• Only 25% of Participants have paid jobs.
  • Only 36% of Participants have been involved in a community, cultural or religious groups.
  • 27% say they have no friends (outside of family and paid staff).
  • 75% want more choice and control in their own lives.
  • 24% report feeling unsafe in their home.

All this demonstrates how much work the NDIS still has to do in order to ensure adults with disability are fully engaged in the community. Yet one promising takeaway is that we now have a dataset from which we can measure progress and, hopefully, watch change slowly begin to emerge.



Plan utilisation rates refer to the percentage of funds that get written into plans that actually get spent. Last quarter, we discussed the importance of plan utilisation rates as an indicator of the health of the NDIS marketplace. Then, the rates were prefaced with the disclaimer that we did not yet have a full picture for the year.

We do now. The Quarterly Report shows that plan utilisation is sitting at just 64%.  This is a far cry short of the 80-95% recommended by the Productivity Commission. The report argues that the low rate is due to the significant number of Participants on first Plans. However, what is troubling is that the trajectory has been downwards for the last four years. This could either indicate that there is a shortage of providers or that Participants are struggling to understand their Plans. Either way, we potentially have a very, very big problem on our hands.



Finally, let’s talk about the market. It is always important to know your competition (or partners, I suppose).  The reports show that Participants are now starting to use 1.61 providers on average, which is up from 1.53. This is a good thing. But what is less good is that only half of all registered providers are active. This rate has been strangely consistent over the last couple of years. Let’s hope it starts to pick up soon, as a healthy market is essential for Participant outcomes.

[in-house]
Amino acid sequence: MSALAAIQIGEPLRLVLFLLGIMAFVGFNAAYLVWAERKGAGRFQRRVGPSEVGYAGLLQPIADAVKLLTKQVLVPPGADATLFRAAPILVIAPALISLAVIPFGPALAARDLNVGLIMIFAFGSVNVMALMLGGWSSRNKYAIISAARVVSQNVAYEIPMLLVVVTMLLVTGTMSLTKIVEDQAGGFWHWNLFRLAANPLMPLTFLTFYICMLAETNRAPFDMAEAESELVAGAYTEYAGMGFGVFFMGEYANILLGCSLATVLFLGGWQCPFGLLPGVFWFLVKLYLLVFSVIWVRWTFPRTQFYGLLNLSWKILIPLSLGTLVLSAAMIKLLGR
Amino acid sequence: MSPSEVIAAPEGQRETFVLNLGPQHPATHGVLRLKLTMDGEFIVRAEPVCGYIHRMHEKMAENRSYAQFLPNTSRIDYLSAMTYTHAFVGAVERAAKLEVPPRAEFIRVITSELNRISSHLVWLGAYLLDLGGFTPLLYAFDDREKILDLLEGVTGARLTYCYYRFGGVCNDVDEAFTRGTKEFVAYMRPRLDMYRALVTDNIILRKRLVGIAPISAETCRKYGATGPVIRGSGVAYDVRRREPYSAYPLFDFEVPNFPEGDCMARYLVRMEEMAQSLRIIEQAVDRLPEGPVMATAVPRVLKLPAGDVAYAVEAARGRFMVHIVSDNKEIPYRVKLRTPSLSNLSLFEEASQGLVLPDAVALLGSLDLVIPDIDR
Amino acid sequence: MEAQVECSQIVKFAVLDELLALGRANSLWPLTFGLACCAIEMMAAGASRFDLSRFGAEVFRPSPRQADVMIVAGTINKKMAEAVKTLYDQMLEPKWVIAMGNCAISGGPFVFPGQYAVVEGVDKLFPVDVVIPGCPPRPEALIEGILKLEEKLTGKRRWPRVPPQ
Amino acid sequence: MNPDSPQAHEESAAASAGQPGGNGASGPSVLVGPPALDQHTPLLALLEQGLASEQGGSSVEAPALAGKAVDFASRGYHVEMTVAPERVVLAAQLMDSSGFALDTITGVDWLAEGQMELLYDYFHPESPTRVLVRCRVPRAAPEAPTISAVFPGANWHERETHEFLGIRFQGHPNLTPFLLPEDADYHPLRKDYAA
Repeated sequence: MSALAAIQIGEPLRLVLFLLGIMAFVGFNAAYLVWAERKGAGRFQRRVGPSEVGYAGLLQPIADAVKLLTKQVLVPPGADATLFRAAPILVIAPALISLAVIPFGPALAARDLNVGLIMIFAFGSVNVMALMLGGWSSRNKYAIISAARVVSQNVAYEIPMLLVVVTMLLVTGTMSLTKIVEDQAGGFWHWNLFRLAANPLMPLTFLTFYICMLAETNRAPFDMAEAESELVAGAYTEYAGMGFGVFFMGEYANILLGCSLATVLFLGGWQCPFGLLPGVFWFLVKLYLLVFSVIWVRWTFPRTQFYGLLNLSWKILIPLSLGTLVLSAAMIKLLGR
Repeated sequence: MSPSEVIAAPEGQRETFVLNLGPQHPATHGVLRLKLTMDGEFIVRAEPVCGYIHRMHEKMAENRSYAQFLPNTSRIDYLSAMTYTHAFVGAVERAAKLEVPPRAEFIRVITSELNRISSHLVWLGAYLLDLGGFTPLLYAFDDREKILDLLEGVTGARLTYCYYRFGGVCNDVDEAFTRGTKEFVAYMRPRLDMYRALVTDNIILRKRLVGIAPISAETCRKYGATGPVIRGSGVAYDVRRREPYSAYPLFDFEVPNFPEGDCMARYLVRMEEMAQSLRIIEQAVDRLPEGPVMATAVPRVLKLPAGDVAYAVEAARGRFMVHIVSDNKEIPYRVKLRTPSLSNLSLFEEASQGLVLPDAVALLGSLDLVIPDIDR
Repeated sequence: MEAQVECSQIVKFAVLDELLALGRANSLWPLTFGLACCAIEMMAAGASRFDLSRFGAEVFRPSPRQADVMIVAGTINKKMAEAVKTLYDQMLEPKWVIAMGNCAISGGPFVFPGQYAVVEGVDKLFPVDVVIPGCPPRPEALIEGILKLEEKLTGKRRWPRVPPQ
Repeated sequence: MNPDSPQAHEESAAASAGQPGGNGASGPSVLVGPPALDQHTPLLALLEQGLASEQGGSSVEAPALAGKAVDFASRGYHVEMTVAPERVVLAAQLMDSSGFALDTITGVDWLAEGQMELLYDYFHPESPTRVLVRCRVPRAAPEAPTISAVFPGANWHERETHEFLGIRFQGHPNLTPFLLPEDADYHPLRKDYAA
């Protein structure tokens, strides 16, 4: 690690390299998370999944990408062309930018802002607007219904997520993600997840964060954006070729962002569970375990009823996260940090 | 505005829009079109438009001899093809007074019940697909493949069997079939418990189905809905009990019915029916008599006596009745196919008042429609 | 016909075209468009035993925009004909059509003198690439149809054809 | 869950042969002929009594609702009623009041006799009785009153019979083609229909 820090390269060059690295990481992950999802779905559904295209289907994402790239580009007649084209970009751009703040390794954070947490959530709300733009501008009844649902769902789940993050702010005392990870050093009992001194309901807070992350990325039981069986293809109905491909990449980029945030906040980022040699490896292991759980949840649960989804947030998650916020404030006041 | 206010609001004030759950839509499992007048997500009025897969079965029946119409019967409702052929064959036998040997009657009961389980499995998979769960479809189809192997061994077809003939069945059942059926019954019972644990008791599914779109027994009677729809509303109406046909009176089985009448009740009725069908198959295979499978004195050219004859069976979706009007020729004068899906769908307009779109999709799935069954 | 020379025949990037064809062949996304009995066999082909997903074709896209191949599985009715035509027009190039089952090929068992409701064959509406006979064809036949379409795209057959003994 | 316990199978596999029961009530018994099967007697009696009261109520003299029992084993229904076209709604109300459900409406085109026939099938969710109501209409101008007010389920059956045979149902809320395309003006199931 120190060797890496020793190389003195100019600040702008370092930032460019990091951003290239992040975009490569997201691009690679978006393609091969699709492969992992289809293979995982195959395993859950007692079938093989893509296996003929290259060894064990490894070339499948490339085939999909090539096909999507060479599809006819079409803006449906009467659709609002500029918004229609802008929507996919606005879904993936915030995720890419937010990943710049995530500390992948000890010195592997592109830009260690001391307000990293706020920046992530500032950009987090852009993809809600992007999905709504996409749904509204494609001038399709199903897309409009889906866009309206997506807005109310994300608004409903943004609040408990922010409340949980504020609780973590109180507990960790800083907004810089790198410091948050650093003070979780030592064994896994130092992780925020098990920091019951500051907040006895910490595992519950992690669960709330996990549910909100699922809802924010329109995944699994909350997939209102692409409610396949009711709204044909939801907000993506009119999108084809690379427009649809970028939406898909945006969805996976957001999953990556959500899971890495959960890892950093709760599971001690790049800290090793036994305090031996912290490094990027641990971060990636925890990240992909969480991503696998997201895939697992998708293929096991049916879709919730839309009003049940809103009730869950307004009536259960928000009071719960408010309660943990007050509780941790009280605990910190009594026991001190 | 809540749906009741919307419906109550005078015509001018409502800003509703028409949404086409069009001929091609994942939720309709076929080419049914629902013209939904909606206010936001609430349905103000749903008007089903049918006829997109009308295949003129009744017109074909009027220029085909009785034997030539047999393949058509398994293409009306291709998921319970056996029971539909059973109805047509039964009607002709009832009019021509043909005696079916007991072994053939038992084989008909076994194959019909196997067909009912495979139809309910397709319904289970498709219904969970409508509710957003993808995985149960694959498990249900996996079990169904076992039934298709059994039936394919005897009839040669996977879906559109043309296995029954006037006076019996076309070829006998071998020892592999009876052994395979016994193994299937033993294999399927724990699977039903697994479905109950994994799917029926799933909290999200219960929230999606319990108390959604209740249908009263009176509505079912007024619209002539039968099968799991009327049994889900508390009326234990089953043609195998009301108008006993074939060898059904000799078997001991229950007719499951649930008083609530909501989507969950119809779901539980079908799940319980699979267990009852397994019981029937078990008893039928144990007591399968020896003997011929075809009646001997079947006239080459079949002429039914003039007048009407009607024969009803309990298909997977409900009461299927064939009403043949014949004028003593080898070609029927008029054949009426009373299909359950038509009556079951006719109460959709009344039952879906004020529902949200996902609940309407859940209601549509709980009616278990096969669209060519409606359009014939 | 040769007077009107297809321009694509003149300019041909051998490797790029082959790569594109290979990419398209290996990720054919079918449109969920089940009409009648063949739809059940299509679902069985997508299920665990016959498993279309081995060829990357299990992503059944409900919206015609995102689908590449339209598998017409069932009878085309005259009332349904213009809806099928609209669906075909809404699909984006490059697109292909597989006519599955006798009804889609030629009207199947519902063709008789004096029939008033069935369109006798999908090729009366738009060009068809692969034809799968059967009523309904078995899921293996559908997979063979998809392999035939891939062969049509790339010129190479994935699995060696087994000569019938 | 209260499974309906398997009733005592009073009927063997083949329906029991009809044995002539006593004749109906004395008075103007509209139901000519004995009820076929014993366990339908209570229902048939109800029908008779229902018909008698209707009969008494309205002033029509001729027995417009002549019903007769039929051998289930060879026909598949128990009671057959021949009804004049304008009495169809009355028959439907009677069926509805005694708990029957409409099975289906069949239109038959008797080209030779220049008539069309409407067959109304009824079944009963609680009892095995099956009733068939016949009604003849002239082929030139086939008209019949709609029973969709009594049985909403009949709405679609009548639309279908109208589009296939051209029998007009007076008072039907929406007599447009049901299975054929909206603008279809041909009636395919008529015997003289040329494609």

But there are some areas of provider growth. The most significant growth areas are:

  • SDA: 31%
  • Innovative community participation: 29%
  • Vision equipment: 28%
  • Interpreting and translation: 25% (I really hope this makes booking Auslan interpreters somewhat easier).



Before you go, I have a little bone to pick with the Y5 Q4 Quarterly Report. It features 4 quotes: 3 from parents and only 1 representing the voice of Participants. The perspective of parents and carers is very important, of course, but couldn’t these numbers just be reversed? This might seem incredibly trivial, but if the NDIA can’t get representation right, who can? One of the founding principles of the NDIS, as listed in the Act, is that "people with disability have the same right as other members of Australian society to be able to determine their own best interests."  The least a report can do is give them a platform.

However, I will grant them that some of the pictures are truly top-notch. For example: 

That’s all from Quarter 4 folks. As we said last time, we do highly recommend that you read the report for yourself. There is a lot of State-specific information that we have not even begun to cover. So make yourself a cup of tea, add a dash of whiskey if that is your thing, and get reading! Otherwise, we will see you again in (approximately) three months time.

You can find the Quarterly Reports here:


Sara Gingold